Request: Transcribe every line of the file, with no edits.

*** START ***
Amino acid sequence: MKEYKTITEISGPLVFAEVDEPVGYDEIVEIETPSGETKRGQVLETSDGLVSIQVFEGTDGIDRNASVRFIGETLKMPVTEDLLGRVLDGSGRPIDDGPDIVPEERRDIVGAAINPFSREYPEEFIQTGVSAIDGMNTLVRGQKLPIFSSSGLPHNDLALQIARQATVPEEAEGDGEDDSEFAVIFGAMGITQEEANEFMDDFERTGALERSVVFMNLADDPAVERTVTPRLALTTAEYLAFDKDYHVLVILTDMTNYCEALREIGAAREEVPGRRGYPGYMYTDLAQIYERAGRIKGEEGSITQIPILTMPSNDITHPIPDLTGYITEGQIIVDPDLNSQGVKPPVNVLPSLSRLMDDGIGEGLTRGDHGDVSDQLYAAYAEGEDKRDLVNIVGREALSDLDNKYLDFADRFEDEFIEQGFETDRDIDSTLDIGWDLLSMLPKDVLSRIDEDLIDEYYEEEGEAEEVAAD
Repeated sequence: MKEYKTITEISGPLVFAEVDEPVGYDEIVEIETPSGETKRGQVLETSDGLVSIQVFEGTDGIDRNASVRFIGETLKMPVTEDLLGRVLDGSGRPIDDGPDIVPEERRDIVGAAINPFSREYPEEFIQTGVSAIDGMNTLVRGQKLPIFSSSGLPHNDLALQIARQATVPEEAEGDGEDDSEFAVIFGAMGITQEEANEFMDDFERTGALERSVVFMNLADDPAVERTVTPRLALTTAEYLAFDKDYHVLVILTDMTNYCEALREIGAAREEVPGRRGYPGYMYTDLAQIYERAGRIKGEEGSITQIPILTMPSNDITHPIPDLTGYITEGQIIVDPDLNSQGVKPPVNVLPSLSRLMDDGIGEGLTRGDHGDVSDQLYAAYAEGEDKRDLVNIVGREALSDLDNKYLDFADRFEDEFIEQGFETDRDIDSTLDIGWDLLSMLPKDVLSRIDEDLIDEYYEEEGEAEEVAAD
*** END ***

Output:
Amino acid sequence: MKEYKTITEISGPLVFAEVDEPVGYDEIVEIETPSGETKRGQVLETSDGLVSIQVFEGTDGIDRNASVRFIGETLKMPVTEDLLGRVLDGSGRPIDDGPDIVPEERRDIVGAAINPFSREYPEEFIQTGVSAIDGMNTLVRGQKLPIFSSSGLPHNDLALQIARQATVPEEAEGDGEDDSEFAVIFGAMGITQEEANEFMDDFERTGALERSVVFMNLADDPAVERTVTPRLALTTAEYLAFDKDYHVLVILTDMTNYCEALREIGAAREEVPGRRGYPGYMYTDLAQIYERAGRIKGEEGSITQIPILTMPSNDITHPIPDLTGYITEGQIIVDPDLNSQGVKPPVNVLPSLSRLMDDGIGEGLTRGDHGDVSDQLYAAYAEGEDKRDLVNIVGREALSDLDNKYLDFADRFEDEFIEQGFETDRDIDSTLDIGWDLLSMLPKDVLSRIDEDLIDEYYEEEGEAEEVAAD
Repeated sequence: MKEYKTITEISGPLVFAEVDEPVGYDEIVEIETPSGETKRGQVLETSDGLVSIQVFEGTDGIDRNASVRFIGETLKMPVTEDLLGRVLDGSGRPIDDGPDIVPEERRDIVGAAINPFSREYPEEFIQTGVSAIDGMNTLVRGQKLPIFSSSGLPHNDLALQIARQATVPEEAEGDGEDDSEFAVIFGAMGITQEEANEFMDDFERTGALERSVVFMNLADDPAVERTVTPRLALTTAEYLAFDKDYHVLVILTDMTNYCEALREIGAAREEVPGRRGYPGYMYTDLAQIYERAGRIKGEEGSITQIPILTMPSNDITHPIPDLTGYITEGQIIVDPDLNSQGVKPPVNVLPSLSRLMDDGIGEGLTRGDHGDVSDQLYAAYAEGEDKRDLVNIVGREALSDLDNKYLDFADRFEDEFIEQGFETDRDIDSTLDIGWDLLSMLPKDVLSRIDEDLIDEYYEEEGEAEEVAAD